If you take the time to read the daily summary of the Congressional Record, chances are that you will be overwhelmed before you know it. Now, think of all the activity and uncoordinated initiative it took by a bunch of busy little elected bees and their over-worked, appointed office staffs to hatch the content of the Record daily.
For certain, it appears that almost everybody on Capitol Hill is doing SOMEthing — introducing a bill, debating a measure, attending a subcommittee or a committee meeting, casting a vote on a resolution. And that doesn’t even begin to count activity in which our elected representatives engage themselves beyond the walls of the congressional chambers — such as meeting with visitors, conferring by phone on political strategies, reading the mail and e-mail that has been filtered and forwarded by the front-office staffs, dictating and approving press releases, and so on.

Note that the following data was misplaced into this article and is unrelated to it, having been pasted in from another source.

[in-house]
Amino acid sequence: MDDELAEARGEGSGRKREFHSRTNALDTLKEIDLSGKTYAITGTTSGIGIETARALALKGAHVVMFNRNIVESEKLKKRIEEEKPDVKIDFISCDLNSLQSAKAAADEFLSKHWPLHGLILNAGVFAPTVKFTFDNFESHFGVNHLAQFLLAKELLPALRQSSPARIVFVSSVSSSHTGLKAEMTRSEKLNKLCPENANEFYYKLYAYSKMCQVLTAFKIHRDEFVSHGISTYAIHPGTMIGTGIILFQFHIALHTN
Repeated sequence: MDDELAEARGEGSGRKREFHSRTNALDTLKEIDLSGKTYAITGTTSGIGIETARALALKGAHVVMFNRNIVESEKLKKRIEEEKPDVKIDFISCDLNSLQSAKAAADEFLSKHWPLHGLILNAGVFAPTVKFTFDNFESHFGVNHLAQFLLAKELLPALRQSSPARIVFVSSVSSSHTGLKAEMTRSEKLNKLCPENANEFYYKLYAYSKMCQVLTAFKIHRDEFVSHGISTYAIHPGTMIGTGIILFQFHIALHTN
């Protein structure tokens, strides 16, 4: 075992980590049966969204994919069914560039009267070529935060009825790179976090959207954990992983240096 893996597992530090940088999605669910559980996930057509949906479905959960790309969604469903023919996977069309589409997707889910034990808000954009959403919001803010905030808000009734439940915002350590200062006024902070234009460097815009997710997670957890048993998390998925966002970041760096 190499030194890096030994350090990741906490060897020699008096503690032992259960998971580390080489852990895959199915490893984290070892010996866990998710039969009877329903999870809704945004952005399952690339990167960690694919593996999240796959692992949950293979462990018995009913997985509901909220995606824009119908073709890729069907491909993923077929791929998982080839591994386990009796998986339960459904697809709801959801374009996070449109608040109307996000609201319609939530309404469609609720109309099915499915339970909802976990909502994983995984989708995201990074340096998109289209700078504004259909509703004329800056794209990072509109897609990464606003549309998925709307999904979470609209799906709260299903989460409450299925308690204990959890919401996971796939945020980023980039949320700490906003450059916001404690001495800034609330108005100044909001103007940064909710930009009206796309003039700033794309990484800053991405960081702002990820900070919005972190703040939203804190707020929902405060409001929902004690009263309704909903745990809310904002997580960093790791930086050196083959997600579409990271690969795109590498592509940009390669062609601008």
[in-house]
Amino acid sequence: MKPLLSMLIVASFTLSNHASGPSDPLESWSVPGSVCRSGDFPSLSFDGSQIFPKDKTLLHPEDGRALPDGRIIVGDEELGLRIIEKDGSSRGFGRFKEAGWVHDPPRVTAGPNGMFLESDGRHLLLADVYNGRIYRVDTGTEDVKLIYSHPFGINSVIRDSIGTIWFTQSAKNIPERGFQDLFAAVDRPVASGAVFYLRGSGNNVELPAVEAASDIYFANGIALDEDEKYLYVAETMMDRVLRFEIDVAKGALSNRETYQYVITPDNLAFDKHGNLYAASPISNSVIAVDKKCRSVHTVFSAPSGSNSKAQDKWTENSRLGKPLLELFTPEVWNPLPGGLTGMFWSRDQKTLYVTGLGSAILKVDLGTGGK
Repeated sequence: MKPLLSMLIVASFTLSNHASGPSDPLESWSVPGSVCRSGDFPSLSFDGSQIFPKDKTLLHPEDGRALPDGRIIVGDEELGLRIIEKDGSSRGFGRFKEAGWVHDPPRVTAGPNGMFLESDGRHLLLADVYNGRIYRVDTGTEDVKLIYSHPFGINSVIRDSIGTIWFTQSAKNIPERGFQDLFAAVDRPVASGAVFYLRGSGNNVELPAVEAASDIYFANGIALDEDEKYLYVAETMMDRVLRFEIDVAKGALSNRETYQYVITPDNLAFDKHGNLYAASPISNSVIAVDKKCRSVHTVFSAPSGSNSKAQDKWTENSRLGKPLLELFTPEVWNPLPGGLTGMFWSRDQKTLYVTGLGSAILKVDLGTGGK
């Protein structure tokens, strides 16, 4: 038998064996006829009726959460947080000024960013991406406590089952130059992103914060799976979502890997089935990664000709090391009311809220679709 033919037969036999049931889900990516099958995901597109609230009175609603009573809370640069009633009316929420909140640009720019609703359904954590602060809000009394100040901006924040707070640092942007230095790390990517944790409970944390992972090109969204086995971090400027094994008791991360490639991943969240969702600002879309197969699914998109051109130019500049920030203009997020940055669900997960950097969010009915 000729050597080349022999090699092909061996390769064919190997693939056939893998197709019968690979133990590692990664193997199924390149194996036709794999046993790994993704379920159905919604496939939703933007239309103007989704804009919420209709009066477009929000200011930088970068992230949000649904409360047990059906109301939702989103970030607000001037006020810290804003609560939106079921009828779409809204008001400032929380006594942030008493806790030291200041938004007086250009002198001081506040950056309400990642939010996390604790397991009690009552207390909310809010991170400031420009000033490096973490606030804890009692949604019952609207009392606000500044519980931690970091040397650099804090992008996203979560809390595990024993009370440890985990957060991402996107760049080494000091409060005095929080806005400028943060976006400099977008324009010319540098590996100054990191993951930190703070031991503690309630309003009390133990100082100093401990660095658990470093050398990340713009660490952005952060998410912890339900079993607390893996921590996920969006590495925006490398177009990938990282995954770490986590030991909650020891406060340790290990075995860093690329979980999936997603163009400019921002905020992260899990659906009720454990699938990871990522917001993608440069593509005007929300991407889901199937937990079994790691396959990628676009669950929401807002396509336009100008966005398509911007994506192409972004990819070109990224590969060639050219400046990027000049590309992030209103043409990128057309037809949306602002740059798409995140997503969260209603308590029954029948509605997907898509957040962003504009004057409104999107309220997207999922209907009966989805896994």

If you read every word of what’s in the daily Record and click on the hot buttons that take you to the devil in the details, what’s most daunting is the seeming complexity of actions taken. Some of it comes off as redundant. Some of it appears to be unnecessary. Some of it reflects ding-dong school thinking — makes you scratch your head and wonder what the heck prompted THAT?
Every now and then, as you wade through the weeds of make-work and blind-man’s-bluff, you stumble over a gold nugget that invites you to dive into the meat of an issue.
If you’re NOT reading the Congressional Record online summary daily, you ought to give it a try. Here’s where to start. Just click on the Web link below, or copy and paste the link address into your browser: